An Atom Is Hard to Find

An Atom Is Hard to Find

By   |  Jan. 8, 2015

Each Section in the “Seizing an Alternative” conference launches with a plenary lecture focused on one aspect of Whitehead’s thought particularly relevant to the tracks in that Section. William Connolly is the plenary speaker for Section X with a lecture titled, “An Atom Is Hard to Find” and will discuss the topic of this post.  


An “atom” is an entity that cannot in actuality be divided.  Some Greek philosophers concluded that there must be such entities, although they did not claim to have found them.   Modern scientists thought they had found them, and what they thought were atoms are still called that.  But they have in fact been broken up.  Scientists now hesitate to affirm that this process of finding smaller and smaller entities is at an end.

Whitehead shared the view of the Greek atomists that there must be indivisible entities of which the highly divisible world is composed.  His requirement of an atom was more demanding than that of the Greeks.  They were speaking only of spatial divisibility.  Whitehead thought the indivisibility must also be temporal.  He taught that the world is made up of events, and that the complex events in which we participate are composed ultimately of indivisible events.  He believed that we have an example of an atomic event in a moment of our own experience.  There either is an experience or there is not.  A part of it cannot exist separately from the whole.  Hence, it seems not to be so hard to find an atom.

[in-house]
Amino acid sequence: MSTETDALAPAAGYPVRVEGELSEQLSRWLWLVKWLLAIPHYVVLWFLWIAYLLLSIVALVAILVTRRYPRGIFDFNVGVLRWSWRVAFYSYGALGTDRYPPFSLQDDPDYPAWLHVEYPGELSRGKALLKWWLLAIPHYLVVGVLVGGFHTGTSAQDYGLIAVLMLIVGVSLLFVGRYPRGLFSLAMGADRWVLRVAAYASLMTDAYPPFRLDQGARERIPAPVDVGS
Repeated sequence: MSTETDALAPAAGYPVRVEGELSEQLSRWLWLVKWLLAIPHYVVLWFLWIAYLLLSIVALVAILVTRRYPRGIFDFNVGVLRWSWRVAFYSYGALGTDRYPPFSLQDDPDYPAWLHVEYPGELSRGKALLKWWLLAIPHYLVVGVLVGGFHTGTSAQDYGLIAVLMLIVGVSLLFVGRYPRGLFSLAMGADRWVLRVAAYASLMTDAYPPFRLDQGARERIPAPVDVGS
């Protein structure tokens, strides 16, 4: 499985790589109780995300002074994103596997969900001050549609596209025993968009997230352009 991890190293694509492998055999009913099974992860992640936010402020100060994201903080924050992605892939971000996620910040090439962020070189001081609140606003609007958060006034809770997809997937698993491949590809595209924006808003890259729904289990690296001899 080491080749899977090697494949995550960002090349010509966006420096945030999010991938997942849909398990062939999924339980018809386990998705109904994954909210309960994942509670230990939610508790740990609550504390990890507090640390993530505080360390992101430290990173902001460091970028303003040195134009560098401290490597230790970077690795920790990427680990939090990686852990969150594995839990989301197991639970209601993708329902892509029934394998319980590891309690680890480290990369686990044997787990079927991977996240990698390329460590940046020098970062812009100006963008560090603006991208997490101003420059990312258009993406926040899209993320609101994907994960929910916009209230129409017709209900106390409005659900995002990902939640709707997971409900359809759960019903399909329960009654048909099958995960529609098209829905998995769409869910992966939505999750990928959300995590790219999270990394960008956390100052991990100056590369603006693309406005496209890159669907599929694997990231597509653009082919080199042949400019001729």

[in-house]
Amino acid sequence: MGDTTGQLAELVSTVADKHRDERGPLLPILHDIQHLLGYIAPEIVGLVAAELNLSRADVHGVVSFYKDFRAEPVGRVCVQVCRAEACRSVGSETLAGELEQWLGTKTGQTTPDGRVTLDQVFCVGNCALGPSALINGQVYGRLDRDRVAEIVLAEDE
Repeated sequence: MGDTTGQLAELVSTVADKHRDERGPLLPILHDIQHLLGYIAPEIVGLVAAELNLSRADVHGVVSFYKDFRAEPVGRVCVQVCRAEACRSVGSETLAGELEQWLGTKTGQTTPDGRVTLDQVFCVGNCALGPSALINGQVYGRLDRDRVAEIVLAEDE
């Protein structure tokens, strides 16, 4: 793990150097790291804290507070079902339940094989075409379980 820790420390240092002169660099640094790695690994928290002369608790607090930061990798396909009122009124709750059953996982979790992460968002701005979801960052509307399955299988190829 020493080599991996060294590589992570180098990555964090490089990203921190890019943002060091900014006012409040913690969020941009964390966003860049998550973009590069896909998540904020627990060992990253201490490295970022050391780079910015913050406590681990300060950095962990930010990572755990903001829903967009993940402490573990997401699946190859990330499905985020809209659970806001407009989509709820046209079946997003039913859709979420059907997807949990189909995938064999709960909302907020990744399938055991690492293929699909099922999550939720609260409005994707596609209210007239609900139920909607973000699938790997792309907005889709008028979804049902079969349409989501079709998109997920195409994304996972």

On the other hand, one should try the exercise of identifying a moment of one’s own experience.  This is very illusive indeed.  If one tries to think of the immediately antecedent moment, one is likely in fact to be thinking of several of them.  There is a succession of indivisible experiences in a second.  How many may vary.  It is not hard to recognize that the flow of experience can be divided into briefer experiences.  And there are good reasons for thinking that there is a metaphysical limit to this division, but our conscious experience cannot isolate a single momentary occasion of experience for examination.

When we turn to the other data of our experience, we are much further removed from atomic entities.  The chairs and tables, rocks and trees, people and animals that we experience are vast congeries of events.   Quark events may be atomic, but they are far outside our conscious experience.

This means that the data of our conscious experience are all what Whitehead calls societies, and the vast majority of our thoughts are about societies.  Whitehead has gone further than anyone else in enabling us to supplement and transform our thinking about societies with thinking about the atomic individuals of which they are composed, but this does not undercut the importance of thinking about societies.  The nature of societies cannot be derived from our theories about individuals.  Actually our theories about individuals must be developed from our experience of societies.  These theories about individuals must explain how it is that a world composed of atomic individuals is experienced as a world of societies.